A single cell characterisation of human embryogenesis identifies pluripotency transitions and putative anterior hypoblast centre.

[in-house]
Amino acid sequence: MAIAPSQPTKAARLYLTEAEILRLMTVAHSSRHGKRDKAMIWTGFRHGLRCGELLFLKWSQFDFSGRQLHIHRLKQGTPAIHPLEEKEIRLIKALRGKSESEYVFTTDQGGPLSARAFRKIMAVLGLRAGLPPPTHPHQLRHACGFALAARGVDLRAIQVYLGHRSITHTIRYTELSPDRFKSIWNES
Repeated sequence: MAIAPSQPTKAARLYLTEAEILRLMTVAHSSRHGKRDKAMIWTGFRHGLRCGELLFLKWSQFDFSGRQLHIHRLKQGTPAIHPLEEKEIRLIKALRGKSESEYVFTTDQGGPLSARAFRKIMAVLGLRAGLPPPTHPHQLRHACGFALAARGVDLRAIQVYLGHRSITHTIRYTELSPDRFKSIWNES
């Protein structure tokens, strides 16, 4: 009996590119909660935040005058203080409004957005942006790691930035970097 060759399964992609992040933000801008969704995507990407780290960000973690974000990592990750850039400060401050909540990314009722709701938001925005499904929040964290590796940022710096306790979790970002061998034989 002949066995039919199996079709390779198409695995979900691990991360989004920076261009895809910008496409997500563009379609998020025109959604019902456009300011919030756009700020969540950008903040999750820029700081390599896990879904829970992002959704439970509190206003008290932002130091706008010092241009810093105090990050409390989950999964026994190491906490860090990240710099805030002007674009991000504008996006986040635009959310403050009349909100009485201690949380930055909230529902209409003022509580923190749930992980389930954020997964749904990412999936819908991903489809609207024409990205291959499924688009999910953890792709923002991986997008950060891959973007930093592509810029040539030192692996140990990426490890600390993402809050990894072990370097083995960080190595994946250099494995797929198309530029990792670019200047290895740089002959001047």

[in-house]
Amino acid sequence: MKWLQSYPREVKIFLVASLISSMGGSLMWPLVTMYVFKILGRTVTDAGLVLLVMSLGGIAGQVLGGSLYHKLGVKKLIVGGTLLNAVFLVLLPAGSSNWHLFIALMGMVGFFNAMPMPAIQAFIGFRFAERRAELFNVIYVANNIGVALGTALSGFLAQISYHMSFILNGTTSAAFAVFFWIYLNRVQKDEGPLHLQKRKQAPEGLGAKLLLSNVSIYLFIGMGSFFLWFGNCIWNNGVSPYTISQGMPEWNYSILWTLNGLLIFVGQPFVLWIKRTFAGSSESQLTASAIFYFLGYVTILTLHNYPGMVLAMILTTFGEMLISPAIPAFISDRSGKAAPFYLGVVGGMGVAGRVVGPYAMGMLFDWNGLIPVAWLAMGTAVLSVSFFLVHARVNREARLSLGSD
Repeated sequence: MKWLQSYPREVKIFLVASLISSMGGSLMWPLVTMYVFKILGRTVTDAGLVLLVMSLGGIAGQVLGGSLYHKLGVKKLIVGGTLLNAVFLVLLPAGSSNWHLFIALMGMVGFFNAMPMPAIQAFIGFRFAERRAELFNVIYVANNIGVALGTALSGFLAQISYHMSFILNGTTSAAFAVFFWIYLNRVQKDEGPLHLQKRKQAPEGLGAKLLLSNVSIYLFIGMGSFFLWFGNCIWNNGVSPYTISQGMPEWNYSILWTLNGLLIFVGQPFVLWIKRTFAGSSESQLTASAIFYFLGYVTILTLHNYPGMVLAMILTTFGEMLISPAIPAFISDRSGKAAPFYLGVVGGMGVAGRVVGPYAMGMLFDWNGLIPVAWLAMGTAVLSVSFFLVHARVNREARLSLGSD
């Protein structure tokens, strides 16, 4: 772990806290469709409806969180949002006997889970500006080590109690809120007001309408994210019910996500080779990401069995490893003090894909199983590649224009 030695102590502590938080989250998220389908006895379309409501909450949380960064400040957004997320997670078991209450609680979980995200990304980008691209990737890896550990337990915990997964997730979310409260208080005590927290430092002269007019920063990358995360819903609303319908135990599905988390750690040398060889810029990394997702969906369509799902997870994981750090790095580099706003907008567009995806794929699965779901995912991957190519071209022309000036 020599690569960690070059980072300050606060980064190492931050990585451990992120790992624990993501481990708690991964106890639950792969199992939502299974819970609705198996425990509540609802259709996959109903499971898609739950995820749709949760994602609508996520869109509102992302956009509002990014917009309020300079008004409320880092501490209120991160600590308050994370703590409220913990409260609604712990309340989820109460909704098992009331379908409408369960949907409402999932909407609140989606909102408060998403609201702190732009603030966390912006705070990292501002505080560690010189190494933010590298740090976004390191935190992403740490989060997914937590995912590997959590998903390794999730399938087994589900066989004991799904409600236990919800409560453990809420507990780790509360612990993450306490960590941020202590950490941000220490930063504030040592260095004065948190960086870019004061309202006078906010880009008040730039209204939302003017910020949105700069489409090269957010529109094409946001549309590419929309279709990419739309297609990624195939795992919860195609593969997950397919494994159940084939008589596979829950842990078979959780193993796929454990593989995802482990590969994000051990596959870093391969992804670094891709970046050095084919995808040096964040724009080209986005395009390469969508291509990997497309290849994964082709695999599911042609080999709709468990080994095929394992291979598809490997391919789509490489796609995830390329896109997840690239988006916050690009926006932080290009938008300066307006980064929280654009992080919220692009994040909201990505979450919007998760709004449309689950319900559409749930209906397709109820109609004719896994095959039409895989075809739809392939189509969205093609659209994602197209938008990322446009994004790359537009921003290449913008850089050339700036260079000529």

Following implantation, the human embryo undergoes major morphogenetic transformations that establish the future body plan. While the molecular events underpinning this process are established in mice, they remain unknown in humans. Here we characterise key events of human embryo morphogenesis, in the period between implantation and gastrulation, using single-cell analyses and functional studies. First, the embryonic epiblast cells transition through different pluripotent states and act as a source of FGF signals that ensure proliferation of both embryonic and extra-embryonic tissues. In a subset of embryos, we identify a group of asymmetrically positioned extra-embryonic hypoblast cells expressing inhibitors of BMP, NODAL and WNT signalling pathways. We suggest that this group of cells can act as the anterior singalling centre to pattern the epiblast. These results provide insights into pluripotency state transitions, the role of FGF signalling and the specification of anterior-posterior axis during human embryo development.